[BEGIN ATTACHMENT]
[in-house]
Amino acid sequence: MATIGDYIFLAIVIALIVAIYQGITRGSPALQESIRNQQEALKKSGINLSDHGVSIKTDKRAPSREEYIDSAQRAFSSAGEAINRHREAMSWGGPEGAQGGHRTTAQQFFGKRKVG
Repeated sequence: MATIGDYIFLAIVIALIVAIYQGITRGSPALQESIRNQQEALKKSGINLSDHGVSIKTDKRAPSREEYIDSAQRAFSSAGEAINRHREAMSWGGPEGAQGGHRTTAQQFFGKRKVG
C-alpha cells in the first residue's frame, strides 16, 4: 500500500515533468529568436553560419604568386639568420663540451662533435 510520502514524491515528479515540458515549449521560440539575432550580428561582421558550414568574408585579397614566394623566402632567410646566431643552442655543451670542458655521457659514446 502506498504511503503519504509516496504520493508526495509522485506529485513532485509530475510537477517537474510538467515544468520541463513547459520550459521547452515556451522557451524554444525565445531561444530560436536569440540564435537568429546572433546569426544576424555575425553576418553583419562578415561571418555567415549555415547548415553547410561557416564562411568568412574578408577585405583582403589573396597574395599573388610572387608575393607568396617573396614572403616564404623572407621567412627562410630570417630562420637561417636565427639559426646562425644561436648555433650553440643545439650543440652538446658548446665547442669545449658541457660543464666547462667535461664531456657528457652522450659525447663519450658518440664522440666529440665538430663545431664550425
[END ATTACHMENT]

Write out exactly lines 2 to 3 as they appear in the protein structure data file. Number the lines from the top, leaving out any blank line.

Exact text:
Amino acid sequence: MATIGDYIFLAIVIALIVAIYQGITRGSPALQESIRNQQEALKKSGINLSDHGVSIKTDKRAPSREEYIDSAQRAFSSAGEAINRHREAMSWGGPEGAQGGHRTTAQQFFGKRKVG
Repeated sequence: MATIGDYIFLAIVIALIVAIYQGITRGSPALQESIRNQQEALKKSGINLSDHGVSIKTDKRAPSREEYIDSAQRAFSSAGEAINRHREAMSWGGPEGAQGGHRTTAQQFFGKRKVG